Yemen conflict: Saudi ban 'catastrophic' for aid
Aid agencies are seeking urgent access for humanitarian supplies to war-torn Yemen, after the Saudi-led coalition closed all routes into the country.
The UN and the Red Cross said a "catastrophic" situation threatened millions who rely on life-saving aid.
Saudi Arabia justified the move saying Houthi rebels were being supplied with weapons from Iran, and has accused Tehran of "direct military aggression".
Iran denies arming the rebels, who have fought the coalition since 2015.
On Saturday, a ballistic missile was intercepted near the Saudi capital.
Saudi Crown Prince Mohammed bin Salman said providing rockets to the rebels "may be considered an act of war".
The US permanent representative to the UN, Nikki Haley, said Saturday's missile and others could be of Iranian origin.
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She said Iran was violating two UN resolutions simultaneously and said it should be held accountable.
She appeared to be referring to:
- A ban on Tehran supplying, selling or transferring weapons outside the country without prior approval from the UN Security Council
- A ban on the supply of weapons to Houthi leaders and their allies, including former Yemeni president Ali Abdullah Saleh
Iran's foreign ministry has insisted that the missile launch was "an independent action" by the Houthis in response to Saudi-led coalition "aggression".
In response to the attack, the coalition announced the "temporary" closure of all Yemeni land, sea and air ports, tightening an existing blockade, but said humanitarian aid could continue to enter Yemen under strict vetting procedures.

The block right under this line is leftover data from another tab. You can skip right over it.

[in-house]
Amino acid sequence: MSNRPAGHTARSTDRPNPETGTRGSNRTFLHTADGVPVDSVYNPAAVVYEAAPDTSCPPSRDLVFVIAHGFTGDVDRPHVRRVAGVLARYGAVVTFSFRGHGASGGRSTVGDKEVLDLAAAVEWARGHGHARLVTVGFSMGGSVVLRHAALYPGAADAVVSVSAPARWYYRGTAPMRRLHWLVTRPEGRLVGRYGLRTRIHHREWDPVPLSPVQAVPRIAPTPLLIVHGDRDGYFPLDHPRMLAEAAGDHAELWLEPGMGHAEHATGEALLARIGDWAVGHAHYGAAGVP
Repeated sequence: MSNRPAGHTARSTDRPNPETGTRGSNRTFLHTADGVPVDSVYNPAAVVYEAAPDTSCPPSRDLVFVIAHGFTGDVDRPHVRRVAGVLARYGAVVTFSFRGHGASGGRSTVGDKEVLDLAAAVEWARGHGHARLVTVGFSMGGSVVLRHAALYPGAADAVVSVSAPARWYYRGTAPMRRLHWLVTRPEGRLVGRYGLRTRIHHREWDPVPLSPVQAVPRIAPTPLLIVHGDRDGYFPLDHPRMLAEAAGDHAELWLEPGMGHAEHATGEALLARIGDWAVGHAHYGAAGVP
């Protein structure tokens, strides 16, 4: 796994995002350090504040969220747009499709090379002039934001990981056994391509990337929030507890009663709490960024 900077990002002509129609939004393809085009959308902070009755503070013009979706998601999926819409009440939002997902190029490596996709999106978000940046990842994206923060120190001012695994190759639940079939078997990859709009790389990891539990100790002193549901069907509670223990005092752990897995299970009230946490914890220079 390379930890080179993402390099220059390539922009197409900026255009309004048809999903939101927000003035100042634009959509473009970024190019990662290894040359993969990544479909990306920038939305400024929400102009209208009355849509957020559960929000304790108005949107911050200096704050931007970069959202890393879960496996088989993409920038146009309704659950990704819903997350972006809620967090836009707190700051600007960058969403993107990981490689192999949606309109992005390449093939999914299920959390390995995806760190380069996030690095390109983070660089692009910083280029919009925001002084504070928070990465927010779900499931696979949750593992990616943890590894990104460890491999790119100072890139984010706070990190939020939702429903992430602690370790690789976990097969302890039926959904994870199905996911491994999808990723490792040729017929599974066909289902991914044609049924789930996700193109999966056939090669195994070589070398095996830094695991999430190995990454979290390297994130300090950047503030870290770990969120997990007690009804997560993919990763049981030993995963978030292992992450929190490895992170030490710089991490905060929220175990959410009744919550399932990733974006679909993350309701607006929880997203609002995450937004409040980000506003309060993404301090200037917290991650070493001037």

However, the BBC's Imogen Foulkes in Geneva says aid agencies have reacted with dismay and anger to the border closures.
The Red Cross said its shipment of chlorine tablets, vital to combating a cholera epidemic which has affected more than 900,000 people, had been blocked.
"If these channels, these lifelines are not kept open it is catastrophic for people who are already in what we have said is the world's worst humanitarian crisis at the moment," said Office for the Co-ordination for Humanitarian Affairs spokesman Jens Laerke.
"So this is an access problem of colossal dimensions right now."
The UN says seven million Yemenis are on the brink of famine.
The country relies on imports for virtually everything civilians need to survive, but now neither food, fuel nor medicine can get in.
More than 8,670 people - 60% of them civilians - have been killed and 49,960 injured in air strikes and fighting on the ground since the coalition intervened in Yemen's civil war in March 2015, according to the UN.